Mario’s been a few games over the years. We list some of the best…
Weird things happen when you turn 35 – you might take a lot of flak for just being ‘an emulation’ of your former self, or maybe people will start to point out your flaws, claiming “you’ve been this way for over 20 years, isn’t it about time for a new look?” As rude as it might seem they’re really just trying to look out for you. Clearly they’ve stuck with you for a long time and they definitely love you for all the cool things you did in the past. The most important thing to remember is that you only need to be true to yourself; don’t do things just to make others happy, but also be prepared for backlash when you don’t put a great deal of effort in and try to sell yourself as something fresh.
What was this about again? Oh yeah —
This year marks Super Mario’s big 35th anniversary, and what better way to celebrate the last few decades we’ve spent with him than taking a look at some of the best appearances he’s made in video games! Mario has certainly spent a lot of time in the limelight, every so often letting Luigi take a chance at being the hero, but it’s not often Mario moves off centre stage and takes the much sought after role of playing the tree. From Super Mario Bros. on the NES, all the way to Super Mario Maker 2 on the Switch, we’ve had plenty of time to get to know the bloke, so join us as we explore a handful of our favourite video game appearances of the universally loved (sorry 360 fanboys) Super Mario.
In what barely registers as a Mario appearance but still counts, Alleyway was one of the first Game Boy games I recall owning, which is more or less the only reason it’s making its way onto this list.
Alleyway is a clone of the familiar and entertaining Breakout genre, but with one crucial difference – Mario is inside the paddle. Or, at least that’s what could be inferred from the box art. It’s hard to tell on the Game Boy’s screen since the paddle takes up only a handful of pixels, a featureless block shooting left to right at the player’s command.
Still, I recall spending a lot of time on this game when I was a lot younger during a trip to Scotland. It was great for passing around the family, and because there was no save feature you were always fighting for the best score possible in one sitting.
It’s hardly Mario’s finest (or debatably a real) guest appearance, but the box art with Mario sitting at the helm of his spaceship launching that ball to and fro permanently etched itself into my admittedly terrible memory.
Mario & Luigi: Superstar Saga (2003)
Here’s a little known factoid – RPG’s come in two varieties; Pre-Superstar Saga, and Post-Superstar Saga.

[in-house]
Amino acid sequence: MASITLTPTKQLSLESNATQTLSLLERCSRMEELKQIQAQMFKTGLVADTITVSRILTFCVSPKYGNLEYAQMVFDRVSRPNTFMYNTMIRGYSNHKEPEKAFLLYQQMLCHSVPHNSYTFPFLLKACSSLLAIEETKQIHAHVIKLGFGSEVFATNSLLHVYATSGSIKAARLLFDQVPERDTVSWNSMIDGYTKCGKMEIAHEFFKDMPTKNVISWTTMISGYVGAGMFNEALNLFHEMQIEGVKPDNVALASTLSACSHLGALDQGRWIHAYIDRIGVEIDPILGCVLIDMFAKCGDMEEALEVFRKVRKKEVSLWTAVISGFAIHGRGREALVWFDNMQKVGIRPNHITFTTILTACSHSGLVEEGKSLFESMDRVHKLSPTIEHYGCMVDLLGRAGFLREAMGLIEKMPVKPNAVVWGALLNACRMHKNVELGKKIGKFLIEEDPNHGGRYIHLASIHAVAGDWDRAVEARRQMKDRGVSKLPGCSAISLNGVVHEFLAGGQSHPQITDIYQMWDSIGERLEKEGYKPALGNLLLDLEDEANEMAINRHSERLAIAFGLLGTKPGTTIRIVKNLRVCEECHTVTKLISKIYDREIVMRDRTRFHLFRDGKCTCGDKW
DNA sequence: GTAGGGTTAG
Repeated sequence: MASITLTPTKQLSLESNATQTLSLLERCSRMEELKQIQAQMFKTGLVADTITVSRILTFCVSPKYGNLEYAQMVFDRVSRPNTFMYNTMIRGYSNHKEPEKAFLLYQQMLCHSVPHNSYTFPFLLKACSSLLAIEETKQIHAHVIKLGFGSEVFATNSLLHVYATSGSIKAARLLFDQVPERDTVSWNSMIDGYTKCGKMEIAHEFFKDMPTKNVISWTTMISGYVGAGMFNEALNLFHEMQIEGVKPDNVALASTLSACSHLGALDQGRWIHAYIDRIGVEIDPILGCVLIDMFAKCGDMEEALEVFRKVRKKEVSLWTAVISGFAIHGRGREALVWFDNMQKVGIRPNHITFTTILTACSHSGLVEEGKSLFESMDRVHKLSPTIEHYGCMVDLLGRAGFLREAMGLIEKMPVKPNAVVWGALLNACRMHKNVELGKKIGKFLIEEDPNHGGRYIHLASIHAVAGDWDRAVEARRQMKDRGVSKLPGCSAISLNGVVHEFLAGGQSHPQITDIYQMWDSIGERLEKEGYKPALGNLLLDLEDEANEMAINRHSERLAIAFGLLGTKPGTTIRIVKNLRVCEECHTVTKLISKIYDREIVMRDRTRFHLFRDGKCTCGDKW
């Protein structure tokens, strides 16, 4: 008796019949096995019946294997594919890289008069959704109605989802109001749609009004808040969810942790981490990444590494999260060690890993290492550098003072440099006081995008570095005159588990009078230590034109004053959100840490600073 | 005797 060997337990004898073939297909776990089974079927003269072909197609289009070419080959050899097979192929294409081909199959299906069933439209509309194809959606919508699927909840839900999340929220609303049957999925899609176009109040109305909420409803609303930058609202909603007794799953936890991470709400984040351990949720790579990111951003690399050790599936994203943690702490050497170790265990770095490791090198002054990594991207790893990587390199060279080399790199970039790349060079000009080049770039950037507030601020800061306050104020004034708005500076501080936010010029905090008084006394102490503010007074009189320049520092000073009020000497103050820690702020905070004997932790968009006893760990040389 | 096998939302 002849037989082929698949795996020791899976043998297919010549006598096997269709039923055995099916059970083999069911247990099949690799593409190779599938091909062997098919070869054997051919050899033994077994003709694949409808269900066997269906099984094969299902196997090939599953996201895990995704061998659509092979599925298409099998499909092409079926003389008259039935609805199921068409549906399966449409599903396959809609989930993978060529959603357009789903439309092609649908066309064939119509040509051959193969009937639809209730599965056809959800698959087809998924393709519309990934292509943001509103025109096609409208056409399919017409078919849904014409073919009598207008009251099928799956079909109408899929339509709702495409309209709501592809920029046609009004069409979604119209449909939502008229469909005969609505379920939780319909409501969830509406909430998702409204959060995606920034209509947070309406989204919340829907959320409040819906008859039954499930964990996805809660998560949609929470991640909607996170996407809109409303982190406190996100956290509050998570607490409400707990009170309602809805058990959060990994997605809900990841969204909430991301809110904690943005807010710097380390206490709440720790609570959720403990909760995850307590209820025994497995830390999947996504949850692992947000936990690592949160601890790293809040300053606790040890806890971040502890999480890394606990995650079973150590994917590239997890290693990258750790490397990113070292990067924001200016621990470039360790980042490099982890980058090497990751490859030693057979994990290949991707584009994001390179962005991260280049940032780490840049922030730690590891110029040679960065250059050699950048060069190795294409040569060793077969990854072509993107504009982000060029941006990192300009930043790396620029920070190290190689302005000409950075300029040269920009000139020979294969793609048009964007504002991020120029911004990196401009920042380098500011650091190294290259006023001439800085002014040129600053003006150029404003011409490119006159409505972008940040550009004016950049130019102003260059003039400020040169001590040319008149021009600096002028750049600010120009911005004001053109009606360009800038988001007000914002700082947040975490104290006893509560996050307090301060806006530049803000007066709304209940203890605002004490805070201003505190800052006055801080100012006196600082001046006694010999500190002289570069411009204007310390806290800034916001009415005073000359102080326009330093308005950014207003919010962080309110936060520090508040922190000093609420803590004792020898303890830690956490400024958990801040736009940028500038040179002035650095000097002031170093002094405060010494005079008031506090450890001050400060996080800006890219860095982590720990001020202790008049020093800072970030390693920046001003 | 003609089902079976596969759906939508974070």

True? I guess not.
A fever dream RPG puzzle platformer combo? Well, that one’s at least accurate.
I honestly think this may be one of the best Super Mario (& Luigi) titles to have been released ever. In what might be the funniest and most whimsical game of its era, you’d be forgiven for dismissing this as just another game for kids, but in actual fact I think those who grew up with the Super Mario Bros. series would appreciate it more than anyone else.
Playing as the titular duo, you’re tasked with saving Princess Peach’s voice from the evil Cackletta, who intends to use it to open the Beanstar, granting her one wish to rule the world. The two must travel to the Beanbean Kingdom in order to stop Cackletta, learning new powers and making friends along the way.
The two almost-silent protagonists convey emotion and feeling so acutely and effectively, you’d almost swear the pair had dialogue here. Not only do the duo bounce off each other literally and figuratively, they also have their own little solo moments that really showcase their potential as individuals. A visually unique spectacle, this game was hilarious in every respect you can imagine. Although developer Alphadream unfortunately went bankrupt last year, they still managed to release 3DS remakes of the first two games in the Mario & Luigi series, so now you don’t have to dust off your Gameboy Advance if you feel the urge to pick up this masterpiece.
Super Smash Bros. Brawl (2008)
The only 3D Mario game I’ve played is Super Mario Galaxy, and whilst I remember enjoying it at the time, I’ve got no real lasting impressions of it. Every 2D Mario game I’ve ever played I’ve found to be, frankly, pretty dull. In fact, I’ll go out on a limb and say that, as a character and a protagonist, Mario isn’t a character I like all that much.
You wanna know what I do like? Being able to beat the ever-loving shit out of his smug little plumbing face. Seeing his face everywhere can really wear you down, but jumping into Smash Bros. and setting up a 1v1 against a level 1 CPU Mario that I can wail against endlessly just really tickles my giblets. Years of repressed frustration at this little Italian man who thinks he’s better than me all suddenly dissipated on the day that I brought Super Smash Bros. Brawl home. Yes, it’s true, maybe this isn’t the best Smash Bros. game, but it was the first one I ever played and I put many hours into it, so it’s the one I’ve picked.
Super Smash Bros. Ultimate (2018)
You wanna know what I like even more than getting to ferociously pummel Mario’s face into the ground? GETTING TO FEROCIOUSLY PUMMEL MARIO’S FACE INTO THE GROUND WITH ALL THE POSSIBLE SMASH BROS. CHARACTERS ON EVERY POSSIBLE SMASH BROS. STAGE WITH AS MANY DIFFERENT WEAPONS AND ITEMS AS POSSIBLE.